Author Spotlight: Walter Dean Myers

By Leslie Grant, Graduate Assistant, McLure Education Library

bookWe were saddened to learn of the death of Walter Dean Myers last July. Last month friends, family, colleagues, and others gathered for an event in his honor featuring readings, speeches, and performances. You can more about the event in the Publisher’s Weekly article “Celebrating the Legacy of Walter Dean Myers.” Myers was a prolific author, writing over one hundred books, including picture books, young adult novels, and nonfiction. He received several awards for his writing, including the Margaret Edwards Award, the Michael L. Printz Award, and the Coretta Scott King Award. For those interested in reading or rereading his work, we have several of his titles available at our library:

  • 145th Street: Short Stories (PZ7.M992 Aae 2000)
  • Amistad: A Long Road to Freedom (E447 .M94 1998)
  • Angel to Angel: A Mother’s Gift of Love (PS3563.Y48 A84 1998)
  • Antarctica: Journeys to the South Pole (G863 .M94 2004)
  • At Her Majesty’s Request: An African Princess in Victorian England (DA565.F67 M94 1999)
  • Bad Boy: A Memoir (PS3563.Y48 Z47 2001)
  • Beast (PZ7.M992 Be 2003)
  • Black Pearl and the Ghost (PZ7.M992 Bl 1980)
  • Blues Journey (PZ7.M94 B58 2003)
  • Brown Angels: An Album of Pictures and Verse (PS3563.Y48 B76 1993)
  • Darius & Twig (PZ7.M992 Dap 2013)
  • Dragon Takes a Wife (PZ8.M987 Dr)
  • Dream Bearer (PZ7.M992 Dr 2003)
  • Fallen Angels (PZ7.M992 Fal 1988)
  • Fast Sam, Cool Clyde, and Stuff (PZ7.M992 Fas)
  • Fly, Jimmy, Fly! (PZ7.M992 Fl)
  • Glory Field (PZ7.M992 Gl 1994)
  • Greatest: Muhammad Ali (GV1132.A44 M94 2001)
  • Harlem: A Poem (PS3563.Y48 H37 1997)
  • Here in Harlem: Poems in Many Voices (PS3563.Y48 H47 2004)
  • Hoops (PZ7.M992 Ho)
  • How Mr. Monkey Saw the Whole World (PZ7.M992 Hr 1996)
  • Ida B. Wells: Let the Truth Be Told (E185.97.W55 M94 2008)
  • Invasion (PZ7.M992 Inv 2013)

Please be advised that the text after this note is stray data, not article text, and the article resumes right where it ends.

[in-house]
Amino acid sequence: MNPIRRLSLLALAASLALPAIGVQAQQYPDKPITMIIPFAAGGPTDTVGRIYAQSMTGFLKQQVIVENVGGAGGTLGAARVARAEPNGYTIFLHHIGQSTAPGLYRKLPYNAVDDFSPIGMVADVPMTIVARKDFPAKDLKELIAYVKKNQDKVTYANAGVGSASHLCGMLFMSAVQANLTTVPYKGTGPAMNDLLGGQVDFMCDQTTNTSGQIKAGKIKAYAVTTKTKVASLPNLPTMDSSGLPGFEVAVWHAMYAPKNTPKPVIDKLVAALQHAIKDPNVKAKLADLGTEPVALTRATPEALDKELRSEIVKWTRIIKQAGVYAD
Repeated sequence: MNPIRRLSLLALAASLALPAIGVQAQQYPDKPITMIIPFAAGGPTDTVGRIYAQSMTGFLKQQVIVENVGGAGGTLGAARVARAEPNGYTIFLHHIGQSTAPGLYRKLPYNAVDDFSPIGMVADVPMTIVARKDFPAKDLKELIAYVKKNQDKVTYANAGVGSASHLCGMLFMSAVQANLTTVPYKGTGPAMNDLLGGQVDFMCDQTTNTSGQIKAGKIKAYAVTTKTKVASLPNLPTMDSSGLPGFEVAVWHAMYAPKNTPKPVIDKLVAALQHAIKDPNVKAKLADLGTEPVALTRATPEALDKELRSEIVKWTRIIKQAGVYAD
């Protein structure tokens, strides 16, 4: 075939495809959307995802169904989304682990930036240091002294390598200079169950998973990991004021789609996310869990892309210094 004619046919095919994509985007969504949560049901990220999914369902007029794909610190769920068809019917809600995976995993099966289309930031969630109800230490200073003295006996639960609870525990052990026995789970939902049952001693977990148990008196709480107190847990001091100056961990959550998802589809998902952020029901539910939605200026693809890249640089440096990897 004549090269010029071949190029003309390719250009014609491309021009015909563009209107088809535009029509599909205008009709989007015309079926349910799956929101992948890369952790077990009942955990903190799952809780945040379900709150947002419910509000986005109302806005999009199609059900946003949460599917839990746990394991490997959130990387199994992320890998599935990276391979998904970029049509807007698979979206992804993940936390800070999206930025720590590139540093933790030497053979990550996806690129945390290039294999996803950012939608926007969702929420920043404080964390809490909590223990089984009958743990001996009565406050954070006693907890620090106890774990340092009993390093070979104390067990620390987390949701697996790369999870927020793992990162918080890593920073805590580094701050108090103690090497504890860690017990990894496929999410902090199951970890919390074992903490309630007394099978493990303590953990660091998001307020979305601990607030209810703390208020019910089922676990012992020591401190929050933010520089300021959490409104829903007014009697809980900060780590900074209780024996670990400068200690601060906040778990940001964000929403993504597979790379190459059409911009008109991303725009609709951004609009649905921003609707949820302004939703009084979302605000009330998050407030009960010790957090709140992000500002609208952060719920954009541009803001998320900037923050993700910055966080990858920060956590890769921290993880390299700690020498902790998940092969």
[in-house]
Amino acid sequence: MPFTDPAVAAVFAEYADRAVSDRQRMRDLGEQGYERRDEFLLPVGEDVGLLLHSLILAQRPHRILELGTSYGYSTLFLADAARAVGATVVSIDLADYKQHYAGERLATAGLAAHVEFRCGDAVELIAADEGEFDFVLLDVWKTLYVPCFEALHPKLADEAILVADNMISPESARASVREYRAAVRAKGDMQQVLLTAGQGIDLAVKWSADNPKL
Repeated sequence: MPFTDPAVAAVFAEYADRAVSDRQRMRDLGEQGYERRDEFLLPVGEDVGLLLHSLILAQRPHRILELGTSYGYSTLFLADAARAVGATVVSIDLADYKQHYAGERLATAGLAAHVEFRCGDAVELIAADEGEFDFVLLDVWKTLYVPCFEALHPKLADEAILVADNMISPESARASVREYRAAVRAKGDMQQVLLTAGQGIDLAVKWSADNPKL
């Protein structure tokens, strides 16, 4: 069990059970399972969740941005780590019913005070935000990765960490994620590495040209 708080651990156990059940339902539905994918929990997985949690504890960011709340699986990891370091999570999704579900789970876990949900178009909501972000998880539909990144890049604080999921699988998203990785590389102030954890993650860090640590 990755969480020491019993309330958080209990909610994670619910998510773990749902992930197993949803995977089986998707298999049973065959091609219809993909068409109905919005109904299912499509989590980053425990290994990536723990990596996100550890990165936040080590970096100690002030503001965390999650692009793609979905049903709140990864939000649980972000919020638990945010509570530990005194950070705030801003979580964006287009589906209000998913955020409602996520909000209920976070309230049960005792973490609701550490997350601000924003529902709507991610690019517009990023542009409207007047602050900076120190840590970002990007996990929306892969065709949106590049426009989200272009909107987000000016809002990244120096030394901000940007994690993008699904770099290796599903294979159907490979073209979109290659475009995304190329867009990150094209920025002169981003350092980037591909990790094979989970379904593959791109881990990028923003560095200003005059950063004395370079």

• It Ain’t All for Nothin’ (PZ7.M992 It 1978)
  • I’ve Seen the Promised Land: The Life of Dr. Martin Luther King, Jr. (E185.97.K5 M936 2004)
  • Jazz (PZ8.3.M9954 Jaz 2006)
  • Journal of Joshua Loper: A Black Cowboy (PZ7.M992 Jo 1999)
  • Journal of Scott Pendleton Collins: A World War II Soldier (PZ7.M992 Jp 1999)
  • Legend of Tarik (PZ7.M992 Le 1981)
  • Lockdown (PZ7.M992 Lo 2010)
  • Looking Like Me (PZ7.M992 Loo 2009)
  • Malcolm X: By Any Means Necessary (BP223.Z8 L5764 1993)
  • Me, Mop, and the Moondance Kid (PZ7.M992 Me 1988)
  • Monster (PZ7.M992 Mon 1999)
  • Motown and Didi: A Love Story (PZ7.M992 Mot 1984)
  • Now Is Your Time!: The African-American Struggle for Freedom (E185 .M96 1991)
  • Outside Shot (PZ7.M992 Ou 1984)
  • Patrol: An American Soldier in Vietnam (PZ7.M992 Pat 2002)
  • Righteous Revenge of Artemis Bonner (PZ7.M992 Ri 1992)
  • Scorpions (PZ7.M992 Sc 1988)
  • Slam! (PZ7.M992 Sl 1996)
  • Somewhere in the Darkness (PZ7.M992 So 1992)
  • Sunrise Over Fallujah (PZ7.M992 Su 2008)
  • Toussaint L’Ouverture: The Fight for Haiti’s Freedom (F1923.T69 M94 1996)
  • What They Found: Love on 145th Street (PZ7.M992 Wgr 2007)
  • Won’t Know Till I Get There (PZ7.M992 Wo 1982)

2015 Book Award Results

By Leslie Grant, Graduate Assistant, McLure Education Library

This morning the American Library Association announced the award winners for children’s and young adult books. These include the Caldecott Medal for picture books, the Newbery Medal for children’s literature, and the Printz Award for young adult literature, as well as many others. The results are as follows:

book covers


Winner: The Adventure of Beekle: The Unimaginary Friend by Dan Santat

Honor Books: Nana in the City by Lauren Castillo

The Noisy Paint Box: The Colors and Sounds of Kandinsky’s Abstract Art by Mary GrandPré

Sam & Dave Dig a Hole by Mac Barnett, illus. by Jon Klassen

Viva Frida by Yuyi Morales

The Right Word: Roget and His Thesaurus by Jen Bryant, illus. by Melissa Sweet

This One Summer by Mariko Tamaki, illus. by Jillian Tamaki


Winner: The Crossover by Kwame Alexander

Honor Books: El Deafo by Cece Bell

Brown Girl Dreaming by Jacqueline Woodson


Winner: I’ll Give You the Sun by Jandy Nelson

Honor Books: And We Stay by Jenny Hubbard

The Carnival at Bray by Jessie Ann Foley

Grasshopper Jungle by Andrew Smith

This One Summer by Mariko Tamaki, illus. by Jillian Tamaki


For more information and a complete list of winners, see ALA’s website.

Recent Trends and Predictions in Children’s Literature

By Leslie Grant, Graduate Assistant, McLure Education Library

image from School Library Journal

(image from School Library Journal)